Alright, here we go.

Another week done on Echo Terminal. I didn’t get quite as much done this week, and I blame Resident Evil 2! I’ve been so excited to play it that I lost most of the weekend to it, and my dev time took a hit. But! I still made a good amount of progress and I’m not falling behind, so it’s fine. Taking a break sometimes is good for your health anyway.

Last week I said that my goals were two things. Make some environment art for each of the 4 main areas of the facility, and to revisit and start finalising my level designs. I managed to get all of the artwork that I needed created, but I’ve not spent any time with the levels, other than a very high level plan. It is going to be a difficult process to achieve what I want to with the design, so I was probably over optimistic attempting to tackle both.

Here is some of the new artwork. The idea here isn’t to worry too much about specific props, as I’m sure I will need a bunch of those, but I won’t know until I finalise the level designs. What I really want to do is define the look and feel for each area.

The most important things to identify when doing this are things like colour scheme and lighting, which I will go into a bit more detail on below. Remember that in Echo Terminal, these locations will mainly be explored though the terminal itself, so small details will mostly be lost. That is part of the reason why the feel of a location is so important

The Lab. Clean, bright and medical green, with a hint of orange to indicate hazardous equipment or samples. It might not stay so bright and sterile for the whole game, but the purpose of this area is very easy to understand, even with very minimal props.

Admin. Warm, dusty and due an upgrade. I used a 70s colour scheme here to emphasise that this isn’t an important area of the facility, in stark contract to the super modern look of the lab with it’s unknown technology. This is also the area that visitors would come to, on the ground floor, so maybe downplaying how modern the facility is underground is a conscious decision by the people who control the building?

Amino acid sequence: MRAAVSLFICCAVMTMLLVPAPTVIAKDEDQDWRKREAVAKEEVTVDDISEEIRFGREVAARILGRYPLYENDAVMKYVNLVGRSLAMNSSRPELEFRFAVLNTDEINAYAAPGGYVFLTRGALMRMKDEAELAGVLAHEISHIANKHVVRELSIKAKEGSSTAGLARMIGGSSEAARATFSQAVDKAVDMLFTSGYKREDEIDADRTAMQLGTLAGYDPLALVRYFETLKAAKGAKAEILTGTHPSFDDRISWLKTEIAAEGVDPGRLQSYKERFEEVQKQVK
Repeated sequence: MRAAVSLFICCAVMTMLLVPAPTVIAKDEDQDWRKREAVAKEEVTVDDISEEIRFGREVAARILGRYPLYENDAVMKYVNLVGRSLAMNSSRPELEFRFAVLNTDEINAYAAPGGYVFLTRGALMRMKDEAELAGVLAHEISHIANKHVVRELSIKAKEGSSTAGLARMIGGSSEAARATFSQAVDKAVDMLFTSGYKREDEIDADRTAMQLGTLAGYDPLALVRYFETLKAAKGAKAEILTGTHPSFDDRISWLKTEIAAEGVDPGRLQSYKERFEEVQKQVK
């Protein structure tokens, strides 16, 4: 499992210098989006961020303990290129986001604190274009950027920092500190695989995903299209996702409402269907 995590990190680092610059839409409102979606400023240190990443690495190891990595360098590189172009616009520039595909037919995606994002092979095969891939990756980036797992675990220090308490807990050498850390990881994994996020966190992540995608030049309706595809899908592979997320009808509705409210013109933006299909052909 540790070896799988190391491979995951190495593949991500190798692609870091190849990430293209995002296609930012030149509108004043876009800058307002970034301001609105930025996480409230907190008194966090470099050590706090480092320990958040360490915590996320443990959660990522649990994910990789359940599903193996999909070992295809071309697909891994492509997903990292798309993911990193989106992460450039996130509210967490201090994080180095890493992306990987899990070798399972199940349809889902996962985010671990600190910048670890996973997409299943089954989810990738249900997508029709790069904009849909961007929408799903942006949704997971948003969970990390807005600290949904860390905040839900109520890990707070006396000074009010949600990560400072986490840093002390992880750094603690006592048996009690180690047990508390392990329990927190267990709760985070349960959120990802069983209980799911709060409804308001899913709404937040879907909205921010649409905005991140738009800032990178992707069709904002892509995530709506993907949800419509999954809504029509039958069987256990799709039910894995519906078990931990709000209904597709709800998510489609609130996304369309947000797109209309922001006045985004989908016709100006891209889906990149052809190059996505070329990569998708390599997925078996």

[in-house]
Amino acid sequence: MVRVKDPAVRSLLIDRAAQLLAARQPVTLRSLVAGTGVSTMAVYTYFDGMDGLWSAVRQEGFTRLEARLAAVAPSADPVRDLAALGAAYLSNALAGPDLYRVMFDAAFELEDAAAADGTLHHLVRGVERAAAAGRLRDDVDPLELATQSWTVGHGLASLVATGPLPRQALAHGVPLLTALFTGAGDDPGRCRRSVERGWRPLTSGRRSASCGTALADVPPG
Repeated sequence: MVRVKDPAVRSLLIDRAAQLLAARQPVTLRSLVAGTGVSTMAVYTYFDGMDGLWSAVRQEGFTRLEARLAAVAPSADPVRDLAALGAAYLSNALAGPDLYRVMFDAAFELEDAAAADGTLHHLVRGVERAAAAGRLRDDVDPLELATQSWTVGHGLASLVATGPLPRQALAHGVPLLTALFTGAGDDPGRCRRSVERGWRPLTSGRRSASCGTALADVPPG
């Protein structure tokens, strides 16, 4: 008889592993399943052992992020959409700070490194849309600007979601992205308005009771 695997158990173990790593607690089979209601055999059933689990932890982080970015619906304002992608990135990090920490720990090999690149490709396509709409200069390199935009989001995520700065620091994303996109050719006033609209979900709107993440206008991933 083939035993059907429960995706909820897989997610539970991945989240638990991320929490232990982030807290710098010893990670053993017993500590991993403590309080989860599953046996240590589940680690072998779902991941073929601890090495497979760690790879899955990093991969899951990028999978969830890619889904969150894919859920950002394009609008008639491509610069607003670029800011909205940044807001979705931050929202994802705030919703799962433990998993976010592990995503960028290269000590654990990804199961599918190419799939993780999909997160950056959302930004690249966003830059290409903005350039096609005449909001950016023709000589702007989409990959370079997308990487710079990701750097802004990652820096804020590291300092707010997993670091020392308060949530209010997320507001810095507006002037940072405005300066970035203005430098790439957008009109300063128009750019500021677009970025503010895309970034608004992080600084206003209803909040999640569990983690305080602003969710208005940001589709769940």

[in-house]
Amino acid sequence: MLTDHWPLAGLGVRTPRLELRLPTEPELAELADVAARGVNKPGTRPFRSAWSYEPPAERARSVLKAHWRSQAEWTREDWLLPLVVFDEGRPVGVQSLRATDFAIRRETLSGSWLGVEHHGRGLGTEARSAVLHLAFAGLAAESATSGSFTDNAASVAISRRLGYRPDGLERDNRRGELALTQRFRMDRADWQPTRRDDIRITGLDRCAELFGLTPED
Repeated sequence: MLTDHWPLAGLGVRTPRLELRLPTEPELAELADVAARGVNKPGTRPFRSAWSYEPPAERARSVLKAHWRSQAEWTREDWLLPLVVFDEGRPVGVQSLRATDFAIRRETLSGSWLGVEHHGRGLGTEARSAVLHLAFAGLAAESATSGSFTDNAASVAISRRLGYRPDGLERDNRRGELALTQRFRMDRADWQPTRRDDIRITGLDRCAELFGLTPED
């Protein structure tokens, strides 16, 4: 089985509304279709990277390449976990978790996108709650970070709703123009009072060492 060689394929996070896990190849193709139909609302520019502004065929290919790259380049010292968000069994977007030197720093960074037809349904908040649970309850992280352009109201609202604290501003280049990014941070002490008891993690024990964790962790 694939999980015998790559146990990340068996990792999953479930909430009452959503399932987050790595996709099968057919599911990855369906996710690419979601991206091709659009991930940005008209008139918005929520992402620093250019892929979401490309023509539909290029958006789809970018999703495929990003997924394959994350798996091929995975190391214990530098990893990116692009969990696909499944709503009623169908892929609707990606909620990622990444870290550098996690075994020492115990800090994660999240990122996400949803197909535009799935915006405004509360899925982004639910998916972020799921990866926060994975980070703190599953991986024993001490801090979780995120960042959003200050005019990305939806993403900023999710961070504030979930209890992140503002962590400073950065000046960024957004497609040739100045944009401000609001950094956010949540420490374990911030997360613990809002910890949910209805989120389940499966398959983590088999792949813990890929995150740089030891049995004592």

The basement. Dark, grey and industrial. You will have seen this shot before, as this is where the security booth is. Down here you should expect lots of pipes, machinery and generators. Everything to keep the lab running behind the scenes. It isn’t clean, but it doesn’t need to be. It looks like somewhere that it would be easy to get lost.

Cold storage. Foggy and cold, not somewhere you want to be for very long. Full of samples and anything that the lab might need for their experiments.

The fog is interesting here as it can have gameplay implications, but merges well with the environment in a way that it wouldn’t if I wanted to use mechanics related to the fog in the admin rooms, for example. That sort of thing has a huge impact on the level progression, and in turn the story. Personally, I think games have to be made that way, with each part influencing each other, which means that it can’t be locked down until all of the elements are in place.


Over the next week, I will be focusing on level design. It is going to take me more than a week to get them finished, but I would like to have the flow and overall journey through the game set in stone, with a few areas simplified that I can revisit later on if I get time. I’ll probably get bored though and I won’t have anything to show either, so I might do some more artwork, or start putting artwork into the levels that I have managed to finalise. Once that is done I should have a fully playable game, which is exciting!